When Live Free entered the picture, through a series of interviews with the Kim family, the elderly couple, and the couple’s primary care physician, Clark was able to paint a very complete picture of their lives, and devised a comprehensive plan for educating the clients, the friends, and the staff providing care. Clark listened to what the Kim family and the husband were describing about the wife, mainly that the behaviors she was exhibiting were not consistent with her personality. She determined, through her interactions with the couple, that the wife was frustrated because her attempts at non-verbal communication – like pushing food away because she was full – were not being acknowledged or understood.
Clark also educated the family that any kind of change in living environment can be very difficult for people with dementia to process and adjust to, and that some “difficult” behaviors could result. In addition, the wife and husband were people who had previously enjoyed being very active and unconfined, traveling the world and enjoying the outdoors.
“These people were educated, worldly, free spirits in their younger lives and they were not accustomed to a sedentary lifestyle,” says Clark. The wife’s restlessness was also being characterized as difficult by the prior caregiving company. “Of course she was restless. She wanted to be doing things because she’s been an actively engaged person all of her life. Sitting and watching television was not an option for her.”
Live Free also began regular nursing visits with the couple, and based on those visits, began making regular contact with the clients’ primary care physician. Clark had a suspicion that a medication could be causing some of the behaviors that were not consistent with the wife’s personality. As it turns out, this was a very big factor influencing the wife’s behavior, and when remedied by the physician, made the biggest difference. The medication was changed and many of the behaviors disappeared.
“It’s never just one thing going on,” says Clark, “Humans are complicated beings and every single person has a unique set of circumstances and needs. I could have two people the same age with the exact same diagnoses, and their individual lifestyles, goals and care plans are totally different. At Live Free, we take the time to individualize our services for people.”
“The physician was so receptive to our nurse calling to explain the nuances of the situation with his patient because we were able to give him more information than he could get on his own through office visits, and that led to a medication adjustment that improved the quality of life for this client and everyone who loves her,” says Clark.
“When the service you provide is care for people, standard templates do not apply. Working with human beings requires us to dig deeper instead of following protocol to the point of becoming robotic about what we do,” notes former home care agency owner and aging services thought leader, Merrily Orsini, MSSW. “Sure, there need to be policies, procedures, and regulations for aging services providers to operate, but there also needs to be an understanding that permeates the culture of aging services that with individuals comes individuality in circumstance and care. Reducing someone to one label is disruptive and short-sighted. It just doesn’t help anyone – the client or the care provider,” Orsini adds.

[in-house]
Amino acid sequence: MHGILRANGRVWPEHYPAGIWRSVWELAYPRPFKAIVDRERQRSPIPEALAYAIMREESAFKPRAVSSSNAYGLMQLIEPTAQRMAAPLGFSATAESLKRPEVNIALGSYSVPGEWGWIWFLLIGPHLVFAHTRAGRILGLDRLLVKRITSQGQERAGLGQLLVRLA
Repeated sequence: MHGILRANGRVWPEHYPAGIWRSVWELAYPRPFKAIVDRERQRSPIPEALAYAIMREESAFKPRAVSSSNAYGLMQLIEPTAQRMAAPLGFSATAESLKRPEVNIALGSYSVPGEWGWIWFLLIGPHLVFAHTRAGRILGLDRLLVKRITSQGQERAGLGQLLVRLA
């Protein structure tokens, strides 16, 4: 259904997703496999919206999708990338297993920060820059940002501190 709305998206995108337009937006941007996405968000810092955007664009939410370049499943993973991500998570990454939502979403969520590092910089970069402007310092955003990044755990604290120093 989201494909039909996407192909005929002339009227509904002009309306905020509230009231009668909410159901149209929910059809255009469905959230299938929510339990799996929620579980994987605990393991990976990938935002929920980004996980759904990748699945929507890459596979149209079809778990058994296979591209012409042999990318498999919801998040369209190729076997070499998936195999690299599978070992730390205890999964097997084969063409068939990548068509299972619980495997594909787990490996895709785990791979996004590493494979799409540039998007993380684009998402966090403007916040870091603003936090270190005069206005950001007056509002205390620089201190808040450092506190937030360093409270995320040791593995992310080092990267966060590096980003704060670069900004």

“At Live Free, we’re not interested in looking at labels. We’re more interested in peeling those labels back to see the unique person underneath. That’s how we truly discover what a client needs and how we move beyond the label that someone else might have put on them,” Clark adds.
Unfortunately, what labels are designed to do is stick, and sometimes they’re not so easy to remove. This story has so many great examples of people pulling off the label to reveal the person – the older gentleman taking too long at a vending machine who became a cherished family friend through a shared language and background; the “difficult” woman with dementia who underneath her “behaviors” was a world-traveler and life enthusiast; and the home care company who chose to see its clients as the complex, multidimensional human beings they are and will always be.
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About Live Free Home Health Care:
Serving the Lakes Region and Central New Hampshire, Live Free Home Health Care, LLC is dedicated to providing top quality care in the comfort of home, wherever home may be. Family owned and operated, Live Free Home Health Care offers a wide range of services, from companion care and assistance with activities of daily living to skilled nursing. All care is supervised and updated by a registered nurse, who is specially trained to watch for new or changing health issues. Whether the need is for short or long term care, Live Free Home Health Care works with each client’s physician to provide a continuum of care unparalleled with other agencies, and the compassionate staff promises to treat each client respectfully and like a cherished family member. Live Free Home Health Care also offers medical alert systems to provide extra peace of mind should an emergency care need arise.
For further information, contact (603) 217-0149 or visit http://www.LiveFreeHomeHealthCare.com.